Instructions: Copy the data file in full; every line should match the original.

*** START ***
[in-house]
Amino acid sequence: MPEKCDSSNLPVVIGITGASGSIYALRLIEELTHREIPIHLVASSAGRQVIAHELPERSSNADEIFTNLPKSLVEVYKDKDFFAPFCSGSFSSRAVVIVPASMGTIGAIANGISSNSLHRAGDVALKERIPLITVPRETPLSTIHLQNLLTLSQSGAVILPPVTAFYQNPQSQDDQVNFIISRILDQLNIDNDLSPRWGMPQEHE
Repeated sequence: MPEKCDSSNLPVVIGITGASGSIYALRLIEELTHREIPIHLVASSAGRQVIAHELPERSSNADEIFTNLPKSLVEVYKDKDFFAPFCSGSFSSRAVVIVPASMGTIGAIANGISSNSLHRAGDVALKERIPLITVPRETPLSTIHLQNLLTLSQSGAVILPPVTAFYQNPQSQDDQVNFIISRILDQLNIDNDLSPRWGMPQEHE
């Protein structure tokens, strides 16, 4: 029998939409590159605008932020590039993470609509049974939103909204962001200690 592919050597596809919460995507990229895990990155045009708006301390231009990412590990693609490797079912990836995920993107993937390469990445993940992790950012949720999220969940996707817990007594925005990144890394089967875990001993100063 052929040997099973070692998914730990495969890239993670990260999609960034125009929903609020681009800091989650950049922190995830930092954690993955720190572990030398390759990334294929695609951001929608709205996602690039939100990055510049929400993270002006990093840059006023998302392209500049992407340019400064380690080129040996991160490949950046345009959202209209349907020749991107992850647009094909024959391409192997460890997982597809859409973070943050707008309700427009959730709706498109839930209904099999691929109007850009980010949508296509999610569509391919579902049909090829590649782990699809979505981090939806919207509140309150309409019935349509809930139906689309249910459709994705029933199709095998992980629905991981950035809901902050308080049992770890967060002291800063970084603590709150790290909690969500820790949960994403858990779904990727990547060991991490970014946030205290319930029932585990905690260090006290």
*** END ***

[in-house]
Amino acid sequence: MPEKCDSSNLPVVIGITGASGSIYALRLIEELTHREIPIHLVASSAGRQVIAHELPERSSNADEIFTNLPKSLVEVYKDKDFFAPFCSGSFSSRAVVIVPASMGTIGAIANGISSNSLHRAGDVALKERIPLITVPRETPLSTIHLQNLLTLSQSGAVILPPVTAFYQNPQSQDDQVNFIISRILDQLNIDNDLSPRWGMPQEHE
Repeated sequence: MPEKCDSSNLPVVIGITGASGSIYALRLIEELTHREIPIHLVASSAGRQVIAHELPERSSNADEIFTNLPKSLVEVYKDKDFFAPFCSGSFSSRAVVIVPASMGTIGAIANGISSNSLHRAGDVALKERIPLITVPRETPLSTIHLQNLLTLSQSGAVILPPVTAFYQNPQSQDDQVNFIISRILDQLNIDNDLSPRWGMPQEHE
């Protein structure tokens, strides 16, 4: 029998939409590159605008932020590039993470609509049974939103909204962001200690 592919050597596809919460995507990229895990990155045009708006301390231009990412590990693609490797079912990836995920993107993937390469990445993940992790950012949720999220969940996707817990007594925005990144890394089967875990001993100063 052929040997099973070692998914730990495969890239993670990260999609960034125009929903609020681009800091989650950049922190995830930092954690993955720190572990030398390759990334294929695609951001929608709205996602690039939100990055510049929400993270002006990093840059006023998302392209500049992407340019400064380690080129040996991160490949950046345009959202209209349907020749991107992850647009094909024959391409192997460890997982597809859409973070943050707008309700427009959730709706498109839930209904099999691929109007850009980010949508296509999610569509391919579902049909090829590649782990699809979505981090939806919207509140309150309409019935349509809930139906689309249910459709994705029933199709095998992980629905991981950035809901902050308080049992770890967060002291800063970084603590709150790290909690969500820790949960994403858990779904990727990547060991991490970014946030205290319930029932585990905690260090006290």